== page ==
A mystery too elaborate

Six Suspects by Vikas Swarup (Doubleday)
Barbara Ludman

Diplomat Vikas Swarup has been claimed by South Africans by virtue of his posting to Pretoria as India’s deputy high commissioner, but his novels—this is his second, after Q&A—are set in India. Q&A, about a young, uneducated waiter who answers all the questions right on a TV quiz show, was a major success worldwide; it’s been translated into three dozen languages and a film is in progress. Six Suspects is also likely to do well, despite its bulk—at 470 pages, it is about 100 pages longer than, say, the latest John Connolly.

Super-spoiled Vivek ‘Vicky” Rai, son of a deeply corrupt Uttar Pradesh home minister, is on trial for the murder of a waitress who refused to serve him a drink after hours because he was already very drunk.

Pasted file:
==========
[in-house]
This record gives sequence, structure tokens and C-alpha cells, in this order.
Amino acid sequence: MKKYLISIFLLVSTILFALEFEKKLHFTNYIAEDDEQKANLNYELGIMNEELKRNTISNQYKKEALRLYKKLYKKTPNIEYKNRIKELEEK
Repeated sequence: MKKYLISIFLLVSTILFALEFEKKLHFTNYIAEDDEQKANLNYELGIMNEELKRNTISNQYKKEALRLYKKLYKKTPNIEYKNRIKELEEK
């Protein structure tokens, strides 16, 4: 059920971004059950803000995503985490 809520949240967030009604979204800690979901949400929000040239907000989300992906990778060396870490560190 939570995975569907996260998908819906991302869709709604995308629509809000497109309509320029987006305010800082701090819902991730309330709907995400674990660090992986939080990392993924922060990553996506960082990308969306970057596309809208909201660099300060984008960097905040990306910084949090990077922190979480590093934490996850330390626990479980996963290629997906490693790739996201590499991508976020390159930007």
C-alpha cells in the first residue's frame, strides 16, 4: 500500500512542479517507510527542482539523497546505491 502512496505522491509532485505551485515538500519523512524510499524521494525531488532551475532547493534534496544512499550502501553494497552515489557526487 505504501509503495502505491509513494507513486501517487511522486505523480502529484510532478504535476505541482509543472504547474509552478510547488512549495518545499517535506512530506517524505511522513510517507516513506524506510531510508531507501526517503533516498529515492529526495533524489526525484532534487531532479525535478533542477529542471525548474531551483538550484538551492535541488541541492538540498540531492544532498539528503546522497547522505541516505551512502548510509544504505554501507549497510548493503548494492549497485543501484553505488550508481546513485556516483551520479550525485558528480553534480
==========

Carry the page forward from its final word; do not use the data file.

At a party he throws to celebrate his acquittal, somebody knocks him off. Police identify six suspects, all guests carrying guns, and Swarup goes through their stories, one by one—a young cellphone thief, a Bollywood star, an American tourist, the aforementioned home minister, a mad bureaucrat who thinks he’s Gandhi, and an Andaman island tribesman seeking a sacred stone stolen from his village.

All are given equal weight, although some are more interesting than others: the cellphone thief, who falls in love with Rai’s sister, is a case in point. Swarup is very good on young, appealing slum-dwellers living by their wits.

A book about corruption, it’s billed as an ‘elaborate mystery”, which is a fair description. It might, however, have been a bit less elaborate—and at least 50 pages shorter.

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